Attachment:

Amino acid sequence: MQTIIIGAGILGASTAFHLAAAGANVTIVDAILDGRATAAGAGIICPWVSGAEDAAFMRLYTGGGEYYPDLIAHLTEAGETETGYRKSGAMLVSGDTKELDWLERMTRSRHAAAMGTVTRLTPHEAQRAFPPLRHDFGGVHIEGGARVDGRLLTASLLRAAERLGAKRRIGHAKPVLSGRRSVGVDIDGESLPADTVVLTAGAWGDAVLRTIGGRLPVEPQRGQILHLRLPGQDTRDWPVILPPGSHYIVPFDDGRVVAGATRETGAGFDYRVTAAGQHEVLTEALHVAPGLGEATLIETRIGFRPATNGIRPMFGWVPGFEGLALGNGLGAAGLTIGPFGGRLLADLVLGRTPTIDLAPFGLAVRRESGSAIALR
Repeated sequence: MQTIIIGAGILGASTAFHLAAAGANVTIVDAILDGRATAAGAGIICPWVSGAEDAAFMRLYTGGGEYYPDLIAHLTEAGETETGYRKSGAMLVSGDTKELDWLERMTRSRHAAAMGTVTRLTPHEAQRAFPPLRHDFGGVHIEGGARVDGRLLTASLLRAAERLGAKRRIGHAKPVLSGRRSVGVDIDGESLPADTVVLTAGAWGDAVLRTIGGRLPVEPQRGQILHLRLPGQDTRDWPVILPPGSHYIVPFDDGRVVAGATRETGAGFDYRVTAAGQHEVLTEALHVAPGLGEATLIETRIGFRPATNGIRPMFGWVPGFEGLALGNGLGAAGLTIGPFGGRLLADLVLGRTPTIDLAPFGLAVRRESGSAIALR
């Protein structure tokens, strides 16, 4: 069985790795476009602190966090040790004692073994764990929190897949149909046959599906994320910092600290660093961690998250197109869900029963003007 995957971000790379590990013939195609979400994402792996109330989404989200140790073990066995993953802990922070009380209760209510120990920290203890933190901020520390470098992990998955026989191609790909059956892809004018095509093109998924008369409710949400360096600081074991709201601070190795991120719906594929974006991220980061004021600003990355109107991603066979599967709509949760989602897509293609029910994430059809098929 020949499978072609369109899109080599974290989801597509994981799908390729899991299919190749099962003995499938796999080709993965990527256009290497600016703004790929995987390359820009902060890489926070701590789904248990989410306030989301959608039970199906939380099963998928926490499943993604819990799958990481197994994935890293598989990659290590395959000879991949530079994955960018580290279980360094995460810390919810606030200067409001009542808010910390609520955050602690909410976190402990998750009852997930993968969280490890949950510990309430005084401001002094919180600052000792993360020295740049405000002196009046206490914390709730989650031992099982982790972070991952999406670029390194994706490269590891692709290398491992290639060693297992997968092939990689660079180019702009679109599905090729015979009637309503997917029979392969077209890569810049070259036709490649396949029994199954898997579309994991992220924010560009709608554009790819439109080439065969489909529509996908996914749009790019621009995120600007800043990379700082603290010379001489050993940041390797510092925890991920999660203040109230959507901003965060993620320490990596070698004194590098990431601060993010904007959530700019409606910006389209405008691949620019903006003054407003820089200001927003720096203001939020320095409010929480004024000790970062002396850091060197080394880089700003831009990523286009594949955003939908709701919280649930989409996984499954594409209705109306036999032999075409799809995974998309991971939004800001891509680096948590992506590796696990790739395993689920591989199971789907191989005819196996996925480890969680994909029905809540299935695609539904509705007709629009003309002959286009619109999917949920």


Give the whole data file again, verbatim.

Amino acid sequence: MQTIIIGAGILGASTAFHLAAAGANVTIVDAILDGRATAAGAGIICPWVSGAEDAAFMRLYTGGGEYYPDLIAHLTEAGETETGYRKSGAMLVSGDTKELDWLERMTRSRHAAAMGTVTRLTPHEAQRAFPPLRHDFGGVHIEGGARVDGRLLTASLLRAAERLGAKRRIGHAKPVLSGRRSVGVDIDGESLPADTVVLTAGAWGDAVLRTIGGRLPVEPQRGQILHLRLPGQDTRDWPVILPPGSHYIVPFDDGRVVAGATRETGAGFDYRVTAAGQHEVLTEALHVAPGLGEATLIETRIGFRPATNGIRPMFGWVPGFEGLALGNGLGAAGLTIGPFGGRLLADLVLGRTPTIDLAPFGLAVRRESGSAIALR
Repeated sequence: MQTIIIGAGILGASTAFHLAAAGANVTIVDAILDGRATAAGAGIICPWVSGAEDAAFMRLYTGGGEYYPDLIAHLTEAGETETGYRKSGAMLVSGDTKELDWLERMTRSRHAAAMGTVTRLTPHEAQRAFPPLRHDFGGVHIEGGARVDGRLLTASLLRAAERLGAKRRIGHAKPVLSGRRSVGVDIDGESLPADTVVLTAGAWGDAVLRTIGGRLPVEPQRGQILHLRLPGQDTRDWPVILPPGSHYIVPFDDGRVVAGATRETGAGFDYRVTAAGQHEVLTEALHVAPGLGEATLIETRIGFRPATNGIRPMFGWVPGFEGLALGNGLGAAGLTIGPFGGRLLADLVLGRTPTIDLAPFGLAVRRESGSAIALR
């Protein structure tokens, strides 16, 4: 069985790795476009602190966090040790004692073994764990929190897949149909046959599906994320910092600290660093961690998250197109869900029963003007 995957971000790379590990013939195609979400994402792996109330989404989200140790073990066995993953802990922070009380209760209510120990920290203890933190901020520390470098992990998955026989191609790909059956892809004018095509093109998924008369409710949400360096600081074991709201601070190795991120719906594929974006991220980061004021600003990355109107991603066979599967709509949760989602897509293609029910994430059809098929 020949499978072609369109899109080599974290989801597509994981799908390729899991299919190749099962003995499938796999080709993965990527256009290497600016703004790929995987390359820009902060890489926070701590789904248990989410306030989301959608039970199906939380099963998928926490499943993604819990799958990481197994994935890293598989990659290590395959000879991949530079994955960018580290279980360094995460810390919810606030200067409001009542808010910390609520955050602690909410976190402990998750009852997930993968969280490890949950510990309430005084401001002094919180600052000792993360020295740049405000002196009046206490914390709730989650031992099982982790972070991952999406670029390194994706490269590891692709290398491992290639060693297992997968092939990689660079180019702009679109599905090729015979009637309503997917029979392969077209890569810049070259036709490649396949029994199954898997579309994991992220924010560009709608554009790819439109080439065969489909529509996908996914749009790019621009995120600007800043990379700082603290010379001489050993940041390797510092925890991920999660203040109230959507901003965060993620320490990596070698004194590098990431601060993010904007959530700019409606910006389209405008691949620019903006003054407003820089200001927003720096203001939020320095409010929480004024000790970062002396850091060197080394880089700003831009990523286009594949955003939908709701919280649930989409996984499954594409209705109306036999032999075409799809995974998309991971939004800001891509680096948590992506590796696990790739395993689920591989199971789907191989005819196996996925480890969680994909029905809540299935695609539904509705007709629009003309002959286009619109999917949920």